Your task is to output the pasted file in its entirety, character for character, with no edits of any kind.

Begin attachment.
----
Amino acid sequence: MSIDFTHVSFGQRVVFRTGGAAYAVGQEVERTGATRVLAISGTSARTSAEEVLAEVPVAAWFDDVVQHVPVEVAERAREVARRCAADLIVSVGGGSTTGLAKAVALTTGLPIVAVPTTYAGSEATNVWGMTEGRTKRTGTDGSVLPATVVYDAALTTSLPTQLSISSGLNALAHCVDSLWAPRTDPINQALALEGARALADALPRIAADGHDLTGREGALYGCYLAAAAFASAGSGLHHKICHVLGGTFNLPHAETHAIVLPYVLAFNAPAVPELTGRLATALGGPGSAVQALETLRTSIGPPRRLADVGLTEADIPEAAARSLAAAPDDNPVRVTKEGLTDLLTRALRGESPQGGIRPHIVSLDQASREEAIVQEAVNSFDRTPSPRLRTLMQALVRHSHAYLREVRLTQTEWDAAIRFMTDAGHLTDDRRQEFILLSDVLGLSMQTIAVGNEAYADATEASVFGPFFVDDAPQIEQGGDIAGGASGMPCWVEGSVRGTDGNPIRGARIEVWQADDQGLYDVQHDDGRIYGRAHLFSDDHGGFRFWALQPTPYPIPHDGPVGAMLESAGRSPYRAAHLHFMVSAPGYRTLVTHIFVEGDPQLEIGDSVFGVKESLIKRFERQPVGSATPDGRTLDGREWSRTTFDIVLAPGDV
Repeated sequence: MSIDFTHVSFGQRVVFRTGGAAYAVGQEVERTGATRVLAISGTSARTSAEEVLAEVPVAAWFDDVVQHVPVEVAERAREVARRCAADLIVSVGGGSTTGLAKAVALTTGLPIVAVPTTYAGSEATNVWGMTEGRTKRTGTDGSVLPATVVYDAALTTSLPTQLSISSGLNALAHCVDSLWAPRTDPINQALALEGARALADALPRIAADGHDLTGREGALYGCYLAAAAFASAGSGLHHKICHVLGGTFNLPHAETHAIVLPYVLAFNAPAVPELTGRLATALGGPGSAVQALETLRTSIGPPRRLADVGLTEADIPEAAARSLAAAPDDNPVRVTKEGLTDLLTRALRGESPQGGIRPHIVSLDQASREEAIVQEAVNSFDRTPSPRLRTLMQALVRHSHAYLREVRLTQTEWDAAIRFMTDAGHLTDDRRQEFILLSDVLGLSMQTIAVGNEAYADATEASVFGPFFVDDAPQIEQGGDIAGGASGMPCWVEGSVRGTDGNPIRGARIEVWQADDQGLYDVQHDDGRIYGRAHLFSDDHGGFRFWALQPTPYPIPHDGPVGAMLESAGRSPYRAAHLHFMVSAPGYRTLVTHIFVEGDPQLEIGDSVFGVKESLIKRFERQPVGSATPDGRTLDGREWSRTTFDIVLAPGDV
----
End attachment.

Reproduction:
Amino acid sequence: MSIDFTHVSFGQRVVFRTGGAAYAVGQEVERTGATRVLAISGTSARTSAEEVLAEVPVAAWFDDVVQHVPVEVAERAREVARRCAADLIVSVGGGSTTGLAKAVALTTGLPIVAVPTTYAGSEATNVWGMTEGRTKRTGTDGSVLPATVVYDAALTTSLPTQLSISSGLNALAHCVDSLWAPRTDPINQALALEGARALADALPRIAADGHDLTGREGALYGCYLAAAAFASAGSGLHHKICHVLGGTFNLPHAETHAIVLPYVLAFNAPAVPELTGRLATALGGPGSAVQALETLRTSIGPPRRLADVGLTEADIPEAAARSLAAAPDDNPVRVTKEGLTDLLTRALRGESPQGGIRPHIVSLDQASREEAIVQEAVNSFDRTPSPRLRTLMQALVRHSHAYLREVRLTQTEWDAAIRFMTDAGHLTDDRRQEFILLSDVLGLSMQTIAVGNEAYADATEASVFGPFFVDDAPQIEQGGDIAGGASGMPCWVEGSVRGTDGNPIRGARIEVWQADDQGLYDVQHDDGRIYGRAHLFSDDHGGFRFWALQPTPYPIPHDGPVGAMLESAGRSPYRAAHLHFMVSAPGYRTLVTHIFVEGDPQLEIGDSVFGVKESLIKRFERQPVGSATPDGRTLDGREWSRTTFDIVLAPGDV
Repeated sequence: MSIDFTHVSFGQRVVFRTGGAAYAVGQEVERTGATRVLAISGTSARTSAEEVLAEVPVAAWFDDVVQHVPVEVAERAREVARRCAADLIVSVGGGSTTGLAKAVALTTGLPIVAVPTTYAGSEATNVWGMTEGRTKRTGTDGSVLPATVVYDAALTTSLPTQLSISSGLNALAHCVDSLWAPRTDPINQALALEGARALADALPRIAADGHDLTGREGALYGCYLAAAAFASAGSGLHHKICHVLGGTFNLPHAETHAIVLPYVLAFNAPAVPELTGRLATALGGPGSAVQALETLRTSIGPPRRLADVGLTEADIPEAAARSLAAAPDDNPVRVTKEGLTDLLTRALRGESPQGGIRPHIVSLDQASREEAIVQEAVNSFDRTPSPRLRTLMQALVRHSHAYLREVRLTQTEWDAAIRFMTDAGHLTDDRRQEFILLSDVLGLSMQTIAVGNEAYADATEASVFGPFFVDDAPQIEQGGDIAGGASGMPCWVEGSVRGTDGNPIRGARIEVWQADDQGLYDVQHDDGRIYGRAHLFSDDHGGFRFWALQPTPYPIPHDGPVGAMLESAGRSPYRAAHLHFMVSAPGYRTLVTHIFVEGDPQLEIGDSVFGVKESLIKRFERQPVGSATPDGRTLDGREWSRTTFDIVLAPGDV